Has anyone ever figured out the total capacity of a Scrivener project file before it becomes unworkable? I’m asking because I have one that now sits at 1.8 million words. It has a few PDFs in it as well.
I use this project file to keep together everything associated with an ongoing work assignment, which is into its fourth year. Everything seems fine at the moment. I just don’t want a nasty surprise one day.
How many kBytes? How many files is this document split into? What is the kBytes of the biggest files?
These are better measures of “bigness” in Scrivener.
Without knowing more, 1.8 million words seems very do-able.
You could be fine with a thousand times that many words, if you don’t open all of it at once in a scrivenings.
I don’t know how many words were in it, but in terms of research scale the largest project I’ve ever heard of was a few terabytes in size, being hosted on a fast RAID device.
The main issues to be aware of are having many thousands of items in a single folder and using Corkboard. The amount of drawing that requires can slow things down. As noted above, you generally wouldn’t want to load a million words into Scrivenings. It’s possible, but there are surely always going to be more efficient ways to do something than loading so much text into a single scroll view at once.
Otherwise, have at it. I’ve had projects with +2m words in them before and never ran into any slowness or other issues. It just takes a little longer to back up and rebuild the index (when necessary).
That’s a very good point. It’s sitting now at 88MB.
Thanks so much, Amber. That’s encouraging. I guess the great thing about text is that it takes up so little digital space. I’m at just 88MB now, despite all those words. So I’ll keep on keeping on.
Exactly. And having lots of only text negates the one main concern I’d have for huge projects: not being able to back up often. If it’s multiple gigabytes then keeping the normal quantity of frequent backups can fill up your drive. But just text is fine, and text compresses in Zip files really well.
Scrivener gives us a choice, at least. Word could spend a couple of hours trying to paginate — another argument against WYSIWYG.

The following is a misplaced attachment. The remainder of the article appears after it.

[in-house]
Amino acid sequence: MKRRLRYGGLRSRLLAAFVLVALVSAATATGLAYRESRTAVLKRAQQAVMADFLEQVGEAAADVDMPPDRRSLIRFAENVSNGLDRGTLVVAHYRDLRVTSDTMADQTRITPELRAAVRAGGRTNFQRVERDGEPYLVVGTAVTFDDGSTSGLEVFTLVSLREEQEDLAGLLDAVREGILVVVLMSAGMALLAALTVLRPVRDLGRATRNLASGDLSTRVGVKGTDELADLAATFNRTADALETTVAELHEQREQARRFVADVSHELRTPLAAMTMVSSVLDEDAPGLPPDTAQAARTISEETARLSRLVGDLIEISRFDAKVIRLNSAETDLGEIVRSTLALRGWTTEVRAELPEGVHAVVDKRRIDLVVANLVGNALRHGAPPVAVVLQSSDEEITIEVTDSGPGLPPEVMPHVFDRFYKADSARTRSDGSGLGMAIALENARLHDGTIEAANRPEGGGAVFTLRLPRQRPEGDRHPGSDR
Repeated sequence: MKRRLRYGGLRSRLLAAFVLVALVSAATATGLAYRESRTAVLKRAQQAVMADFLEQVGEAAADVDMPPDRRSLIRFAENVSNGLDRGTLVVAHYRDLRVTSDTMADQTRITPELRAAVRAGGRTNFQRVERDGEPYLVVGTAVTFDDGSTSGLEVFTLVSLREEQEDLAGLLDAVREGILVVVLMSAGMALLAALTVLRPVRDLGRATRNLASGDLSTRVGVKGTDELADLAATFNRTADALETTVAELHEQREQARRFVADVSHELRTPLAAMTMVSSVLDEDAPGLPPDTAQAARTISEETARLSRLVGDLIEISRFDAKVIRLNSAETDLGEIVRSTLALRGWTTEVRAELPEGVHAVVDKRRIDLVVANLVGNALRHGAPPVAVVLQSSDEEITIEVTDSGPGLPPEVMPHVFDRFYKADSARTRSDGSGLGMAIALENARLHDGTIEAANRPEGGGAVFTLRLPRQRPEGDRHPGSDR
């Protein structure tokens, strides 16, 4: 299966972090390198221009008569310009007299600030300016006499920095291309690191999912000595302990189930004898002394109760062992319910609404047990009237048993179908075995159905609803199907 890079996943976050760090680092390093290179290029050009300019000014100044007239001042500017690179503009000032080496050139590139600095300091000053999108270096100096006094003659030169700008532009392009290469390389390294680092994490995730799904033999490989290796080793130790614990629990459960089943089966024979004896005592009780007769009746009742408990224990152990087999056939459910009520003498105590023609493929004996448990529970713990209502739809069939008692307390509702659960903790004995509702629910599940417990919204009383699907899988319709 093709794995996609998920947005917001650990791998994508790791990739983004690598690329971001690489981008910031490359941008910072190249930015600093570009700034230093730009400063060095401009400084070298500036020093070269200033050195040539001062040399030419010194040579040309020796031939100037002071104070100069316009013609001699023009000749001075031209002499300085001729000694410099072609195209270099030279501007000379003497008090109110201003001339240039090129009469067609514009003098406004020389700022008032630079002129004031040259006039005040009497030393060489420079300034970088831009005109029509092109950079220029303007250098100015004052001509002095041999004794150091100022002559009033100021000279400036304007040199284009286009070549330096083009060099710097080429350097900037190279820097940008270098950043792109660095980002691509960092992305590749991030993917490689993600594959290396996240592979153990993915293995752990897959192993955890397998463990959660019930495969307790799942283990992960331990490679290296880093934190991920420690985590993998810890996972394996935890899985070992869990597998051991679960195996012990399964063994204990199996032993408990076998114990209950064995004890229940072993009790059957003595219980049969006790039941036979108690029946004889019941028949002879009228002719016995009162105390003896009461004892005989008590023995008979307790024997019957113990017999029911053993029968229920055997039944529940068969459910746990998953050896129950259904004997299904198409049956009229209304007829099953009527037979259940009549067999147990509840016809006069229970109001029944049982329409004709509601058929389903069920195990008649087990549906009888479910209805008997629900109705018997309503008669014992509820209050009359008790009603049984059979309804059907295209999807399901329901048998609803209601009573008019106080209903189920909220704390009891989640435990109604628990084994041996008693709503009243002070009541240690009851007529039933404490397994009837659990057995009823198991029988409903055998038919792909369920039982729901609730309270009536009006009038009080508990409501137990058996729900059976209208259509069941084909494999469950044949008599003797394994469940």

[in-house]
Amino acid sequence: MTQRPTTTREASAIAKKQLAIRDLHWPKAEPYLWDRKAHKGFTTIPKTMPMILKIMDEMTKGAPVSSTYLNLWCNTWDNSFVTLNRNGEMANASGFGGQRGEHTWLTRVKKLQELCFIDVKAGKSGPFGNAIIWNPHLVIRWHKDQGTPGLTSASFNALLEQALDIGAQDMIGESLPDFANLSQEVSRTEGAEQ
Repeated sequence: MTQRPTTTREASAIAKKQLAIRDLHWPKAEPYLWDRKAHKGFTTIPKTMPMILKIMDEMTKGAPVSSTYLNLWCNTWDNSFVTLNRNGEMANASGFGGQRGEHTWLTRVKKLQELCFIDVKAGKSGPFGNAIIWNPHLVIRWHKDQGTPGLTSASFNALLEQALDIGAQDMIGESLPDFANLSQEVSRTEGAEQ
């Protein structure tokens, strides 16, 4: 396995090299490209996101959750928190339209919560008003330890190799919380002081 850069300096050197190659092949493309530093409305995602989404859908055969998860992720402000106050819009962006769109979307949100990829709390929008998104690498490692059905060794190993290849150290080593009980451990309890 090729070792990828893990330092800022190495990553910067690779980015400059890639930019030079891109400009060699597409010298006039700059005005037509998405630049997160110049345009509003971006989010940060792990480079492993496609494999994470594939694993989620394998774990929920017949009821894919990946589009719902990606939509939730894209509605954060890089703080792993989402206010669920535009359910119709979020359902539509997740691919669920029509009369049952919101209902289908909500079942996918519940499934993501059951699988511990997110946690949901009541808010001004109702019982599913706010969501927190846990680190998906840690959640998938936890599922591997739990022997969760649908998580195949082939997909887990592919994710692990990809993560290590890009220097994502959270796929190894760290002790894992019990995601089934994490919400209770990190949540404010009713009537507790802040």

Word DID spend 3 hours trying to paginate a file of mine (with about six thousand erroneous track changes in it) before I killed it around 30% done. (Then I opened it in Pages with no problems.)
My largest project to date includes 2.2 million words, 110 large-format cover images, and nearly 200 illustrations, as well as numerous PDF files in the research folder. This does not affect the usability of the app in any way, only the time needed to back up a project (when closing it) is slightly longer, but not dramatically. I’m working on a whole novel series, with now 78 episodes in one project and appreciate Scrivener for this possibility very much.
The only project that I’ve encountered that was truly unusable weighed in at over 10 GB, most of it imported web pages. So not only was it big, it was full of scripts and other hard-to-render things. And this was with Scrivener 2, not Scrivener 3; Scrivener 3 has more robust web page handling.
So a mere 2 million words and mostly text? You’re fine.
Yes, I am very happy that Scrivener can handle such large amounts of text. It should perhaps be added that regular text programmes, such as Word or similar apps, would have long since flagged “Game Over” and that, due to the file formats, a crash often means the loss of the entire project. Not so with Scrivener.
well, with Word one would never put so much in one file. Same with Scrivener the text is in many files.
A big difference is that with Word the author has to have a regimen to keep track of the multiple files whereas Scrivener gives you a regime designed for writers of big projects.
But that is only part of the truth, because in a Scrivener project you have cross-project access to all documents, reach them with one click, and can insert references (bookmarls), search project-wide and make changes. Word users have to open individual DOCX files and organise the filing themselves, manage different windows and introduce their own version management. Scrivener remains the ultimate authoring tool and I sometimes wish the initial philosophy of separating content from format had prevailed (that’s how I still use Scrivener). The additional style system tends to discourage many users from learning the compiler functionality because it is more convenient to use styles than to define a compile format.